People are busy, and you are busy. If you wait for an opportune time to start building your network, you will not find one. There is no urgency to day-to-day networking, so it will be set aside for a later time that never comes. Instead, schedule a few hours each week with the goal of expanding your professional network. You might set aside one lunch hour per week to eat with a different colleague. You might join a professional association and attend their meetings and mixers. One new teacher volunteered to be her school’s union representative. She wanted to learn about the union, and though she was new, she was the only one who volunteered, so it was great exposure in her very first year. You might play on your employer’s softball league. You might volunteer to organize the office holiday party. Many opportunities exist to meet a diverse mix of professionals both inside and outside your employer, but you have to consciously set aside the time to do this.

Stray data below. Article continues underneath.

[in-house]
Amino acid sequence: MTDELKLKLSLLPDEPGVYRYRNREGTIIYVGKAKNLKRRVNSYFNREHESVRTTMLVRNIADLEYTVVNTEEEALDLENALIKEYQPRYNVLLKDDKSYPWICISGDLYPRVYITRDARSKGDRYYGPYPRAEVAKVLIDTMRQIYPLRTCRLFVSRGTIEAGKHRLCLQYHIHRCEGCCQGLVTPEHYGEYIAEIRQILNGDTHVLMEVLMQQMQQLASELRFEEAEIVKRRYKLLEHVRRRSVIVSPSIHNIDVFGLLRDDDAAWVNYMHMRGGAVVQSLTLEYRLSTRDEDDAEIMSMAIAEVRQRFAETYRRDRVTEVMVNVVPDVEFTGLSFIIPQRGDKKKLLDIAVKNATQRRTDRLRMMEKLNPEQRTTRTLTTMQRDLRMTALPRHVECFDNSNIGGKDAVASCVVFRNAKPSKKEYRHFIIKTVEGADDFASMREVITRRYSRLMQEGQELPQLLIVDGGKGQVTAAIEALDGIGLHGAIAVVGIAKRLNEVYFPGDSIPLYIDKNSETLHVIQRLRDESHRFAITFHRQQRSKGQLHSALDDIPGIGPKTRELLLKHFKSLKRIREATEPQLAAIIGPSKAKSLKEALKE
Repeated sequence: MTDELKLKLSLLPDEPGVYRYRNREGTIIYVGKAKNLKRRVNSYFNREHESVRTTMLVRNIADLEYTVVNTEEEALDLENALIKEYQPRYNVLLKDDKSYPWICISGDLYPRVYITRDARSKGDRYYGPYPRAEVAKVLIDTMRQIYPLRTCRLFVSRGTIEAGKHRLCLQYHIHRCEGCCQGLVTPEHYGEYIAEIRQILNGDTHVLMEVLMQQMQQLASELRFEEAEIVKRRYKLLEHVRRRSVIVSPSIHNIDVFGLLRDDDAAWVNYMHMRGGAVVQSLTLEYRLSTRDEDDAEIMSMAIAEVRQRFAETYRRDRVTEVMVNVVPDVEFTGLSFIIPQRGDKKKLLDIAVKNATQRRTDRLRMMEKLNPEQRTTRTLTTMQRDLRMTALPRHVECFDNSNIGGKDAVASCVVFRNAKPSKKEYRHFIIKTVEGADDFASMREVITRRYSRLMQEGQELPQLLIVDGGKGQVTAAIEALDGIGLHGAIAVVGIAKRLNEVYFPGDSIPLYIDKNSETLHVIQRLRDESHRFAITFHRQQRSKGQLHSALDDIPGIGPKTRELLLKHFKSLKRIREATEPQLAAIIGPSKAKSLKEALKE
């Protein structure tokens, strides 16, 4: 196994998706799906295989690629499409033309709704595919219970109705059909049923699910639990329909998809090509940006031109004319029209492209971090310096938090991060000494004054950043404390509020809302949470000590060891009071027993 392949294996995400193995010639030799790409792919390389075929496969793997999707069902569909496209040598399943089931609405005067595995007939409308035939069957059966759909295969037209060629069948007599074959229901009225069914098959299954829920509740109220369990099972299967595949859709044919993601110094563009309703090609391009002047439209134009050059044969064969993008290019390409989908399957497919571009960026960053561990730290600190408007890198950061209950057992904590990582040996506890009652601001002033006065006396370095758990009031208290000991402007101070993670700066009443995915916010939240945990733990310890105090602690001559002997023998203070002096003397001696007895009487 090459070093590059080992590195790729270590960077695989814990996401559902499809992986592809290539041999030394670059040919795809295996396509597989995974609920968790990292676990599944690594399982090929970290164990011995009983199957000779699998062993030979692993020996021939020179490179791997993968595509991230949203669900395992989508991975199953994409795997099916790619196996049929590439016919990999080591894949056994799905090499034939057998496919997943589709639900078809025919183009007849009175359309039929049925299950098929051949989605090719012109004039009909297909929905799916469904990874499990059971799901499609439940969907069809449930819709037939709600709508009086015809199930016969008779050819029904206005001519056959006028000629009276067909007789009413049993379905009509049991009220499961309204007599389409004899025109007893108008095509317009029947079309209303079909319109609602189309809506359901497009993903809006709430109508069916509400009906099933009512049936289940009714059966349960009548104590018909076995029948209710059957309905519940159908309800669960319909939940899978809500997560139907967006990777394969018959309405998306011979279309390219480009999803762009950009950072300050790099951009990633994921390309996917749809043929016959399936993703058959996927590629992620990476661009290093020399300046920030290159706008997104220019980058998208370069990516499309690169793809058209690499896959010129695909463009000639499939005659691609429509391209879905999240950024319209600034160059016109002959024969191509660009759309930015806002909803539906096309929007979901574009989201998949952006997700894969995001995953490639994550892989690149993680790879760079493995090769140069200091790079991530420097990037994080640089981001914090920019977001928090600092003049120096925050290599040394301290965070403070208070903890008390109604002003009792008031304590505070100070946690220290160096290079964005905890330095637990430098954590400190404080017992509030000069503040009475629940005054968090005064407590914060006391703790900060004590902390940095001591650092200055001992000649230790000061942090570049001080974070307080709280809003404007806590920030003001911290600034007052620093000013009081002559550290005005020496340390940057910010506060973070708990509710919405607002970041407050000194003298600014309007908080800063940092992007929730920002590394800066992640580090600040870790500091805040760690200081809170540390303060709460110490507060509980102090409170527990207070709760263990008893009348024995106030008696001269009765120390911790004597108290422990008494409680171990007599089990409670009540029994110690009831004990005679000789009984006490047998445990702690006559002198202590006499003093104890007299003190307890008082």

Are you comfortable introducing yourself to people and telling them what you do? Networking is one of the six job search steps, so you probably have worked on your networking pitch to get a job, but in the daily work context, your pitch is about what you do now. Plan and practice what you will say.
If the thought of joining a professional association and going to meetings makes you uncomfortable, consider joining with a more extroverted buddy. The softball league or a volunteer committee might provide a structured outlet for your networking. Find a colleague who isn’t shy and ask them to introduce you to people. People are often very happy to help and may not realize you are shy. Let your boss know that you are trying to meet people, and ask him or her to introduce you to people.
Once you meet people, make time to maintain and expand relationships over time. It is impossible to schedule regular live contact with everyone in your professional network—colleagues, customers, vendors, management, former colleagues (as you progress in your career), and people in your related function or industry. However, you can keep in touch with phone calls and e-mails. The same spirit of generosity applies as you expand and deepen relationships—maintain contact without asking for anything in return.